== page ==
The Upstart mission is inspiring (see Founder/CEO Dave Girouard's blog post here), the team is world-class, and the culture of the company is…well…a ton of fun.  I’m especially thrilled to be joined as a “Backer” by two close friends and trusted colleagues in Boston, Frank Moss and Jim Dougherty.  Their leadership in supporting young people who want to turn their passions into careers as entrepreneurs is exemplary.  I’m also thrilled to be working yet again with the fantastic partners at Kleiner Perkins, NEA and Google Ventures

Briefly, Upstart is a new approach to funding and mentorship. Using a crowdfunding model, it allows college grads/would-be entrepreneurs in virtually any field to raise capital in exchange for a small share of their income over a 10-year period.   Upstart aims to provide a modest amount of risk capital, paired with guidance and support from experienced backers, to help grads pursue less-traditional and more-inspiring careers.  

I believe that Upstart has the potential to supercharge the US Innovation Economy - as Dave says "When politicians say we need more entrepreneurs, what they mean is that we need more people creating jobs, rather than taking them." I couldn't agree more - it's time to do the heavy lifting required to create more entrepreneurs so that they can do the heavy lifting required to drive job growth over the next two decades. Upstart believes that one of the key factors in creating more entrepreneurs is early intervention in their career development. Some of the key principles that are driving us include:

       Innovative and ambitious young people should be empowered to pursue their passions when they are young.  If we don’t empower them when they are young, they risk being numbed by the bureaucracy of the larger organizations that they often join for lack of a viable alternative path as entrepreneurs. It’s not that big companies are bad. It’s just that young people who have a high risk/return profile can quickly lose their edge and passion as they succumb to the broader interests of a large organization vs. pursuing something that they care about deeply.  65% of our job growth over the past 2 decades has come from companies with less than 500 people - over the next 2 decades it's the Millennials/Generation Y that will create those companies and create the bulk of jobs that our country needs so desperately - we need to empower them as much as possible.  It's time to bet on Generation Y.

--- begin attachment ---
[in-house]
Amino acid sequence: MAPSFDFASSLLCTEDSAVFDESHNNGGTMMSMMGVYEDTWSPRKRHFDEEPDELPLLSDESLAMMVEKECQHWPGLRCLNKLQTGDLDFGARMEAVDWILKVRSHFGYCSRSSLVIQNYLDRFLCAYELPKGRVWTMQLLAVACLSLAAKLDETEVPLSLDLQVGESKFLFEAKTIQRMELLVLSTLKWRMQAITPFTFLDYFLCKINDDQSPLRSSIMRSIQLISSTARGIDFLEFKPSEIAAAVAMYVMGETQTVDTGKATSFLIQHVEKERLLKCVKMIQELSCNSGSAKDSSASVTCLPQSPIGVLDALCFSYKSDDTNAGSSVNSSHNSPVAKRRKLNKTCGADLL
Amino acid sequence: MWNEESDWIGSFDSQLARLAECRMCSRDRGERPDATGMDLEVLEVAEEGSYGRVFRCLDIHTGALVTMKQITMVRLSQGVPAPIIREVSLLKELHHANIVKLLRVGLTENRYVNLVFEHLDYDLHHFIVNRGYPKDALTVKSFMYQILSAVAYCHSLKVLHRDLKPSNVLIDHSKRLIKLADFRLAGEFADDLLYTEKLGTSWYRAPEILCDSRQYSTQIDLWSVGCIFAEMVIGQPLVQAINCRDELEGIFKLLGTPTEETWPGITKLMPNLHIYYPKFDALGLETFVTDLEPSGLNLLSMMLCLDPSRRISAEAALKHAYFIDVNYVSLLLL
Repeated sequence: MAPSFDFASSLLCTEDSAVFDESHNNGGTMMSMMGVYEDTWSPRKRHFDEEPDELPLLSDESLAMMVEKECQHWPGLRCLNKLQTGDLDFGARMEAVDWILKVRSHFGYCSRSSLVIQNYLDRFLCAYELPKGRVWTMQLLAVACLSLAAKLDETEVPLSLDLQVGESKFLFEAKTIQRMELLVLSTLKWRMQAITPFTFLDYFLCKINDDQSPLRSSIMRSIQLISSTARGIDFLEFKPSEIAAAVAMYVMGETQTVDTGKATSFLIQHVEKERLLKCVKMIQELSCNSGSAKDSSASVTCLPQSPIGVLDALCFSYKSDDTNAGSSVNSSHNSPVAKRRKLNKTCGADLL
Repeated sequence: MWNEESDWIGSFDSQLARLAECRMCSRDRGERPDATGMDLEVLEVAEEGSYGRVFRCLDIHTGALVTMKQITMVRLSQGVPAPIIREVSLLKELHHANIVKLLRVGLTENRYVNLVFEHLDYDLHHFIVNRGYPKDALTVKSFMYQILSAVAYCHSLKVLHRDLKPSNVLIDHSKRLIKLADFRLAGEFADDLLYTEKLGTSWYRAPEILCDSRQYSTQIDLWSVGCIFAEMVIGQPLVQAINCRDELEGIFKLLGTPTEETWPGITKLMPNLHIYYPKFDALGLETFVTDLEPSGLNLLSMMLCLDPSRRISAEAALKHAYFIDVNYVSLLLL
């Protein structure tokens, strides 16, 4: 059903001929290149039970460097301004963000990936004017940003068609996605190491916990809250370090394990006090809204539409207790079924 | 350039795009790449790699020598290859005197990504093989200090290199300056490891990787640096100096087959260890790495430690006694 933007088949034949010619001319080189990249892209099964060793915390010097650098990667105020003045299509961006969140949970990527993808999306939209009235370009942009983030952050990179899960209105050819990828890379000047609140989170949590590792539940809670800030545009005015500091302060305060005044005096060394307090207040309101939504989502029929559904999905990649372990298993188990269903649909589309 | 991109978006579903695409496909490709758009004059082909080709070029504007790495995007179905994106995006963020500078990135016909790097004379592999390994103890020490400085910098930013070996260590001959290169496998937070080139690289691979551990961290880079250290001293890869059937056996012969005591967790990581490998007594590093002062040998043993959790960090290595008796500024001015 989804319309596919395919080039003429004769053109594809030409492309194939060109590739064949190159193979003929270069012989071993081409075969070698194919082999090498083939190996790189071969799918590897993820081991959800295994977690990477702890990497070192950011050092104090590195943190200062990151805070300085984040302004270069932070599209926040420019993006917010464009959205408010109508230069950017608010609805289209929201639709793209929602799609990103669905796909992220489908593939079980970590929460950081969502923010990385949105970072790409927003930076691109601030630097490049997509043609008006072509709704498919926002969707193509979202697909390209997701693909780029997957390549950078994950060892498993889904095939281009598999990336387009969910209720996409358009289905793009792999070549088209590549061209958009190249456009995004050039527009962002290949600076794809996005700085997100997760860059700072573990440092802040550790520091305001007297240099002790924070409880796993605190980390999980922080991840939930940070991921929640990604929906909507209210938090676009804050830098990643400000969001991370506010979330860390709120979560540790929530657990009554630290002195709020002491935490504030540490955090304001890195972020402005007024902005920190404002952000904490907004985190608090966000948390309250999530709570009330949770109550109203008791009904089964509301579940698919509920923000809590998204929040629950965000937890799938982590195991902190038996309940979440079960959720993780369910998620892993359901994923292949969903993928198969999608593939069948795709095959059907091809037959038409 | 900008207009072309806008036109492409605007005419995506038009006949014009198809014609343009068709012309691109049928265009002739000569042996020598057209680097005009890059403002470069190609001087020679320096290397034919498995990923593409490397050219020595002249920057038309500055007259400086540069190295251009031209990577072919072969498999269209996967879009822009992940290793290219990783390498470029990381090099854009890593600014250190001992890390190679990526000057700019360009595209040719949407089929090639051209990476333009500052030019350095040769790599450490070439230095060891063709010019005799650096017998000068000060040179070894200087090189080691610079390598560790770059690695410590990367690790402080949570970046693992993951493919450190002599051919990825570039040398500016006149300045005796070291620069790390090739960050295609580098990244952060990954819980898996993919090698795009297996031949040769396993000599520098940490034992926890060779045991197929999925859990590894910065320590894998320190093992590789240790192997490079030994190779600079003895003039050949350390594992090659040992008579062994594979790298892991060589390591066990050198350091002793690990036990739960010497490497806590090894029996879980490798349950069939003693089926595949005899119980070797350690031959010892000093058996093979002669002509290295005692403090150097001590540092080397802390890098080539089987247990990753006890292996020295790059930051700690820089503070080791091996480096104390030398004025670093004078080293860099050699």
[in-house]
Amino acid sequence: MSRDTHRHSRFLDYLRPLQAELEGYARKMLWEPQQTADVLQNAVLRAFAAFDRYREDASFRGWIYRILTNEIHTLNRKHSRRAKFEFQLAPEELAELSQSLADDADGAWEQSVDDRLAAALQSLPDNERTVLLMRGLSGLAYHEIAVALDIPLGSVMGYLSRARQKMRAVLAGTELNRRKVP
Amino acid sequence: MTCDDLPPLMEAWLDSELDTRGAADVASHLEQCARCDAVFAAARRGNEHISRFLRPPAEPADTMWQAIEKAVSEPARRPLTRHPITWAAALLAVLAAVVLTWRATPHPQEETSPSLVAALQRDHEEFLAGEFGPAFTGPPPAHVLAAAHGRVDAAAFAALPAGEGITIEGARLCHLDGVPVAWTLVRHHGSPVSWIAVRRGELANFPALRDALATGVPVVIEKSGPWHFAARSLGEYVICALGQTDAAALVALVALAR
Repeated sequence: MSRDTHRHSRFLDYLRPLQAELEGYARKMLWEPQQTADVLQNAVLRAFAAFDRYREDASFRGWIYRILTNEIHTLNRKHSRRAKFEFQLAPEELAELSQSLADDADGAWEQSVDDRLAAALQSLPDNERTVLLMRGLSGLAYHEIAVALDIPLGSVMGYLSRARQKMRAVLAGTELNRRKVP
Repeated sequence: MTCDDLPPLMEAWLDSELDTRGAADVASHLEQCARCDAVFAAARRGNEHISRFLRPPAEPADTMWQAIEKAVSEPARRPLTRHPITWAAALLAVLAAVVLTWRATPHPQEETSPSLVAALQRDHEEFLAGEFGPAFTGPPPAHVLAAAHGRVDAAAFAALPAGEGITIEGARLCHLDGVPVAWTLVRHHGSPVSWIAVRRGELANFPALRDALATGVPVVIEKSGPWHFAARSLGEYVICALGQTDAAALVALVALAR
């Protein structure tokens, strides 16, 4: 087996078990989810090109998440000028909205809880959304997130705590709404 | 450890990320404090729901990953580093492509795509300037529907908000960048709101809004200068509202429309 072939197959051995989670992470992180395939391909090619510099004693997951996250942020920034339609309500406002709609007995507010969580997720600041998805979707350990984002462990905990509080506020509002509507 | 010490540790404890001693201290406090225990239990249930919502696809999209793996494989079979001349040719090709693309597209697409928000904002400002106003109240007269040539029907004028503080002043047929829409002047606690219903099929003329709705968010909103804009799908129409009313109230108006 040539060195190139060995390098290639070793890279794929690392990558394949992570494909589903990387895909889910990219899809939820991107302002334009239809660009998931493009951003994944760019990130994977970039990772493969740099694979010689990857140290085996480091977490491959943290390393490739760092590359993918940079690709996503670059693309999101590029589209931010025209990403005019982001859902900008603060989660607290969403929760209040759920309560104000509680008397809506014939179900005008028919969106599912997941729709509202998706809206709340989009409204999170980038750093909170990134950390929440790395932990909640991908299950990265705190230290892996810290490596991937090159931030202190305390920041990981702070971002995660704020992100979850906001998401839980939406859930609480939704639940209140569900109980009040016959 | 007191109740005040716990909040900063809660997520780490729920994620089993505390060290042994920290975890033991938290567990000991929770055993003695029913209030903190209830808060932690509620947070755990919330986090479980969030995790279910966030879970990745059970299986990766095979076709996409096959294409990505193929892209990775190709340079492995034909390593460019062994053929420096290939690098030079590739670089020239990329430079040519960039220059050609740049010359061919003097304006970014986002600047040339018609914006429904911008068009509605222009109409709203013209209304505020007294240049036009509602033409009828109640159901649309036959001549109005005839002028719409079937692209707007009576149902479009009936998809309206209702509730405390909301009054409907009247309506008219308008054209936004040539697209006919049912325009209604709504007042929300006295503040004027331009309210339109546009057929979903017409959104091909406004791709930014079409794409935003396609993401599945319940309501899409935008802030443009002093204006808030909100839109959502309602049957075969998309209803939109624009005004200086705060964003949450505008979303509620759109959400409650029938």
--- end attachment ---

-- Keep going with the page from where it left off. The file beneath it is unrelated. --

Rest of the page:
It’s fundamentally valuable for our economy to balance the recruiting machines of large organizations with a social networking-based system that facilitates young people who want to follow more independent, highly individual paths.  This generation just wants to connect with people who could be their mentors in pursuing their interests and passions. Mentors just want to connect with inspiring young people. Upstart makes those connections easy and automatic. 

        Not every young person has a high risk/return profile, but many more young people will pursue entrepreneurial interests if they have a little bit of  financial flexibility at the right time.  Modest amounts of financial support as young people graduate from school, along with some strong support and encouragement from great mentors, can go a long way.  I know because I've had fantastic support from many great mentors during my career.